Westervin Shop: Handmade Crochet Dishcloths in Oyster, Cream, and Navy

{ Crocheted Dishcloth / Potholder Set in Oyster, Cream, and Navy }

I’m so grateful that I’m able to make things with my hands, but the creative process is made a thousand times more rewarding when my creations are loved by others. Here’s a message from a recent satisfied customer:

“Sarah, the hat arrived today, and I wanted to tell you that, “YOU MADE MY HEAD SO HAPPY’.” 99% of the time I love what I buy on Etsy, and 1% of the time I am OUT OF MY MIND WILDLY IN LOVE WITH WHAT SOMEONE MADE FOR ME ON ETSY. The hat is in that 1% spot. I knew it would look nice–I never imagined the texture and colors would surprise and please all my senses in such a big, beautiful way. Thank you so much. You may now consider me a regular customer. Perfectly sweet in the way a woman of any age can feel fun all over!!!” — Carol

Westervin Shop: Handmade Crochet Amazonite Stone Necklace in Mushroom

{ Crocheted Amazonite Stone Necklace in Mushroom }

Wow. Can we talk about that quote for a minute? So many things! Joyful and sweet and genuine and a little quirky! Now, I know I have a few Westervin readers of the creative variety—craftsters and makers and Etsy shop owners… maybe even a few who are hoping to start selling their work. Tell me what you’re up to! I’d love to know where your creative adventures have taken you, and any advice you can offer this newby maker would be much appreciated.

Crafty News, Featured, The Business of Making

Who Buys Handmade?

If you’ve been with us for more than a few months, you may remember when I asked you to take a little survey about your Etsy shopping habits. Well, many of you did, and I was forever grateful, because I was able to gather some really interesting information! Though the data was a little skewed–it wasn’t a completely random sampling of Etsy shoppers–I think it still provides a bit of insight about the average craft consumer, their motivations, and their interests in the handmade movement. Taken with a grain of salt, this information could be particularly useful if you sell your own handmade goods on Etsy.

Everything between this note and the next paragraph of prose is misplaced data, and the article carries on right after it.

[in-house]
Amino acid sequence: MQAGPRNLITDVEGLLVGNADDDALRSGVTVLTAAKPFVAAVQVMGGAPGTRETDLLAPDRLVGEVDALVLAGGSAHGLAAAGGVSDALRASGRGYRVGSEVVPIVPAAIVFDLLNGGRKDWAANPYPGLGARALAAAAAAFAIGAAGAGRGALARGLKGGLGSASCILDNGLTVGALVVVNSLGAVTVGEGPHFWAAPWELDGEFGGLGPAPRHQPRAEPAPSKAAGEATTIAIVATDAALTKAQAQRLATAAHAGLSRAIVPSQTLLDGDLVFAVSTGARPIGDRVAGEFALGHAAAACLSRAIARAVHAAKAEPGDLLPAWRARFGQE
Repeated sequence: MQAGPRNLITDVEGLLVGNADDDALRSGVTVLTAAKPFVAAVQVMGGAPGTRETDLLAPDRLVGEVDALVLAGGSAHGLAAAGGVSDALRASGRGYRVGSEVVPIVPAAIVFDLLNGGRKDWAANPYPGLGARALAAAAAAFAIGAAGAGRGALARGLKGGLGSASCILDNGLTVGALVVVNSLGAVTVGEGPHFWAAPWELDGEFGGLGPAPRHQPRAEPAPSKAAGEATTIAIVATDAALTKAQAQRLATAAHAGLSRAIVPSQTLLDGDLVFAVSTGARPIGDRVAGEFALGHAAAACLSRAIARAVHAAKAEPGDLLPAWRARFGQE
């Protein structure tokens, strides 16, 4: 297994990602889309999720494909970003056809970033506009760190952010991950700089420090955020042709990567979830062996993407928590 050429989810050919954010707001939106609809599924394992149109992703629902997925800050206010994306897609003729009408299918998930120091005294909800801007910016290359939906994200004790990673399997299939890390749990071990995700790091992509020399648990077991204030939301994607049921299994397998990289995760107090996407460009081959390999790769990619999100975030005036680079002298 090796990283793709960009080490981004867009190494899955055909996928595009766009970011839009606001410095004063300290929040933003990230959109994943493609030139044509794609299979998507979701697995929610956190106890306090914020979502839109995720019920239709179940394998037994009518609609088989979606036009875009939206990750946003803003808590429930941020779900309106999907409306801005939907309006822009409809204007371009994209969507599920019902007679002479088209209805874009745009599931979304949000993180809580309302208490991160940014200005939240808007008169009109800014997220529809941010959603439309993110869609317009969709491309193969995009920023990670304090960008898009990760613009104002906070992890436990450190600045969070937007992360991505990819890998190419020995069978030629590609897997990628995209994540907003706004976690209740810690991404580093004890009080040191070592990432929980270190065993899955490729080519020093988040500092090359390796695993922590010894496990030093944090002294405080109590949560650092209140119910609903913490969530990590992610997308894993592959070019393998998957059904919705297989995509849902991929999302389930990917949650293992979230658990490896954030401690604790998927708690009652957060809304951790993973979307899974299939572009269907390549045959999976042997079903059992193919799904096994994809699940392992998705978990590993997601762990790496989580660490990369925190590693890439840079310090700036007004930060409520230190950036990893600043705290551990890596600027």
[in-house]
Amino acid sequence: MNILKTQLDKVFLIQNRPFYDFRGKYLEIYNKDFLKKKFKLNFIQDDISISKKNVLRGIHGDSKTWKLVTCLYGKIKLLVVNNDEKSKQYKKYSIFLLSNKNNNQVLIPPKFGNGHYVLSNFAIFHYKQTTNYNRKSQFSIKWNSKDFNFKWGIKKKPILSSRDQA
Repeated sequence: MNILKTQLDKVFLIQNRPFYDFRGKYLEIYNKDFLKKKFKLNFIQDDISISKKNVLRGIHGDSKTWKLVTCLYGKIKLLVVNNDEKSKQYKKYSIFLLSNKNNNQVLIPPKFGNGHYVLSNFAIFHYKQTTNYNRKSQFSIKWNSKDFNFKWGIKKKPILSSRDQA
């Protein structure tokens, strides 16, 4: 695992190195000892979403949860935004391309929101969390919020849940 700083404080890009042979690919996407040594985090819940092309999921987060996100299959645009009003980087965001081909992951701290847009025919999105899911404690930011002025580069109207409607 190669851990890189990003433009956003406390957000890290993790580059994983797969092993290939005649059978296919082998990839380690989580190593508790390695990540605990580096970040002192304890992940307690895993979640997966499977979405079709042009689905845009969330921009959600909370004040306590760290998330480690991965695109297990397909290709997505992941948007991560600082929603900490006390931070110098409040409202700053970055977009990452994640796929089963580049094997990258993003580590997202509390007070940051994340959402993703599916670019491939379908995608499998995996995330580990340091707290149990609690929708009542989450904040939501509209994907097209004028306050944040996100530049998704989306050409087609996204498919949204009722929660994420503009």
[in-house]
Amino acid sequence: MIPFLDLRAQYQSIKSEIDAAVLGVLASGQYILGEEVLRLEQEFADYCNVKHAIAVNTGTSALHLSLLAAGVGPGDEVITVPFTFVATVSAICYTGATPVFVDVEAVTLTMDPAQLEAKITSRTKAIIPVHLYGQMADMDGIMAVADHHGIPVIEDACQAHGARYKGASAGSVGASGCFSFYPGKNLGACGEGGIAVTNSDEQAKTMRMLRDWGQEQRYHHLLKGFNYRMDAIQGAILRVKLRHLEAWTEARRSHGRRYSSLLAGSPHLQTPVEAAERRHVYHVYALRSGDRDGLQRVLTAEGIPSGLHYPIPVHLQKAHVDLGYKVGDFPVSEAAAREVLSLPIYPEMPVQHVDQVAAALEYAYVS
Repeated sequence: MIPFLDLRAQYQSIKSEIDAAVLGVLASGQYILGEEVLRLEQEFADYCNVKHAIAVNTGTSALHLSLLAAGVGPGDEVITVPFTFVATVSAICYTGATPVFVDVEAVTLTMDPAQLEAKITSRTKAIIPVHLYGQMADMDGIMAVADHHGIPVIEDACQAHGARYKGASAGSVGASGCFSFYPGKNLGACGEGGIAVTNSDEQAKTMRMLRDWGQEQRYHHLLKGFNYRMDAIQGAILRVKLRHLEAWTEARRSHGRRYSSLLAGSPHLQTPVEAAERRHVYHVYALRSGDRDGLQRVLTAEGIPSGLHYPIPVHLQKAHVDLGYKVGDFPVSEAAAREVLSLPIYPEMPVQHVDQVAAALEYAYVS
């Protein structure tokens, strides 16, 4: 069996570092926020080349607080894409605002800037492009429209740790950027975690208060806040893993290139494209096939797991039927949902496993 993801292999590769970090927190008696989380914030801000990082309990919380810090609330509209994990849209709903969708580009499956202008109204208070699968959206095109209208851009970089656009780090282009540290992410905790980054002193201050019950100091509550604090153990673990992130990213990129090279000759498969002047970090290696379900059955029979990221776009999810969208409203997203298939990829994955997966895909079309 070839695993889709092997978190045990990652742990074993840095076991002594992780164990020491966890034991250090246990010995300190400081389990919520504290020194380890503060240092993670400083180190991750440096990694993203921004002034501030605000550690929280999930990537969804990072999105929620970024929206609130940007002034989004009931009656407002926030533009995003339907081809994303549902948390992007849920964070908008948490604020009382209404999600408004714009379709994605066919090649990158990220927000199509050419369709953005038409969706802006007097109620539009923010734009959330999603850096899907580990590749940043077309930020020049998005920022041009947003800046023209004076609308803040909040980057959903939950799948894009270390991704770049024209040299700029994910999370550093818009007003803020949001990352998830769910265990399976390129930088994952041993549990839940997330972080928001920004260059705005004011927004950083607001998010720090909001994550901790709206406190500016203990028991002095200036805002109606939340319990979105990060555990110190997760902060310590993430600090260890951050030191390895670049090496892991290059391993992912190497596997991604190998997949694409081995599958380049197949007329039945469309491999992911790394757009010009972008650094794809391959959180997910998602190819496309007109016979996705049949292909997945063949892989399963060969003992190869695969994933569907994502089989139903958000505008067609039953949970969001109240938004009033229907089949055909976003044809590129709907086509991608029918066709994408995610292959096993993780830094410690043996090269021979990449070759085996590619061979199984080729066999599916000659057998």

embroidered postcard saying "Buy Handmade"

These results created a profile of the average Etsy consumer. She’s an adult woman, between 25 and 34 years old, and considered a member of the working or middle class. She makes a few Etsy purchases a year, usually jewelry or accessories costing between $21 and $40, and often purchases them as gifts for others. Though she doesn’t sell her own craft, she values handmade goods, enjoying the occasional craft fair, and appreciates the variety that Etsy offers. She’s more likely than her male counterparts to value the eco-friendly goods that Etsy offers, but she finds Etsy’s check-out process less appealing than younger consumers.

The graphs below provide more detail about a few key results.

The majority of respondents were female (84.3%).

All respondents were between 18 and 34 years of age, while the majority (70.6%) were 25-34.

Most respondents made less than $50,000 a year.

Jewelry and accessories are popular selling items on Etsy.

Respondents were more likely to purchase gifts for others than items for themselves.

Respondents were more like to purchase items costing $21 to $40, but items in the $11-20 and $41-60 ranges were also fairly common.

Over half of respondents (51%) attended one or two craft fairs in the last year.

Most respondents (58.8%) do not sell their own handmade goods.

So what can a crafter learn from this data? It’s always important to keep your customer in mind when designing, pricing, and promoting your goods. If you feel that this profile is consistent with your typical customer, below are some tips that might help attract more buyers. These pointers are based on the above information, as well as some more complex statistical analysis I performed in the original case study, but which I omitted from this post for brevity.

  • Utilize social cause marketing messages to leverage the target audience’s appreciation for handmade and eco-friendly product offerings.
  • Feature moderately priced products ($21-$40 range), as products below $5 may not be valuable enough to outweigh shipping costs or other intangible costs (e.g. time, effort, etc), and products above $40 may be too high considering the average consumer’s income bracket.
  • Promote products as “gifts”.
  • Sell products at local craft fairs and markets if possible.
  • Market to possible secondary targets: 18-24 year old women or those who sell their own handmade goods. The latter could be reached through marketing messages that appeal to their sense of community (e.g. through social media or support networks like Etsy groups).